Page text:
- Focus on all your senses. Grounding yourself in what’s happening around you at a given moment can be a good way to distract yourself from extreme feelings and help you better put into perspective what’s happening around you. What can you smell, taste, touch, hear, and see in a moment?
- Reach out. If you find yourself splitting, consider reaching out to your mental healthcare professional. They may be able to calm you and help ease the split while it’s happening.
It’s not easy to help a person with BPD who experiences splitting. You may feel at the mercy of their symptoms. If you feel capable enough to help, here are some tips:
- Learn as much as you can about BPD. It’s easy to get offended by the up-and-down behavior of someone with BPD. But the more you know about the condition and how it can affect behavior, the more understanding you’ll have about your loved one’s behavior.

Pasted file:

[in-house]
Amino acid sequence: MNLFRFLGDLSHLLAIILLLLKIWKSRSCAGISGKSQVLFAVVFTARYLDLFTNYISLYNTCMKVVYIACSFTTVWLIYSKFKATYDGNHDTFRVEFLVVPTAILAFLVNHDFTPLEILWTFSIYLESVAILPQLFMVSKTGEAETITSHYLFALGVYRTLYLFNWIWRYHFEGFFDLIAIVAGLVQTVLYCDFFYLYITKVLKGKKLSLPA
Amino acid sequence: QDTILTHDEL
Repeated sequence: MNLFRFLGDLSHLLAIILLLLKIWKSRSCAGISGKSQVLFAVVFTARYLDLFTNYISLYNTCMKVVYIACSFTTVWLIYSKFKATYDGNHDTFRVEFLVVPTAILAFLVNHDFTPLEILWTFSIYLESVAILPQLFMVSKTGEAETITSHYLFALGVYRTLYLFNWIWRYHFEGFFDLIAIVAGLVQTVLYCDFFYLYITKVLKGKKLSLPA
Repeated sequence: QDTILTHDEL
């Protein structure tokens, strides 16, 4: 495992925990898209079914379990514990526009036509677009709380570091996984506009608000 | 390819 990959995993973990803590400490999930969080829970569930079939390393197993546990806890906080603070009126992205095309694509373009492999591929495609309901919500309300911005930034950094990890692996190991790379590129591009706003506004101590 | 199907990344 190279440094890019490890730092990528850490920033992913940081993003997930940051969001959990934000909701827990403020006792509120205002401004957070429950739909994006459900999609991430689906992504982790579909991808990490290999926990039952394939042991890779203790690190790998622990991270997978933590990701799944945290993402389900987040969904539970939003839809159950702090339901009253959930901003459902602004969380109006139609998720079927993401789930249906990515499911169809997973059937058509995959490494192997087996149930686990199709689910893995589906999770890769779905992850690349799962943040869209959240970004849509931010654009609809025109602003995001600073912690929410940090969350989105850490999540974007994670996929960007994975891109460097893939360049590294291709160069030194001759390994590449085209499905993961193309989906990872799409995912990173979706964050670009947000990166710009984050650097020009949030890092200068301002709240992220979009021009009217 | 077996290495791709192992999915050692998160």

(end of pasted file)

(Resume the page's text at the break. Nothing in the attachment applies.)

- Know your loved one’s triggers. Often, the same events over and over again are a BPD trigger. Knowing your loved one’s triggers, alerting them, and helping them avoid or cope with those triggers may prevent a splitting cycle.
- Understand your own limits. If you feel unequipped to help your loved one cope with their BPD splitting episodes, be honest. Tell them when they should seek professional help. Here’s how to access therapy for every budget.
BPD is a mental health disorder characterized by extremes in the way a person thinks, feels, and acts. Many people with BPD form extreme characterizations about themselves, others, objects, beliefs, and situations during episodes called splitting.
Situations associated with anxiety often trigger splitting episodes. While it may be difficult at times, coping with splitting symptoms is possible.
Getting professional help can best prepare you to cope with your BPD and splitting cycles.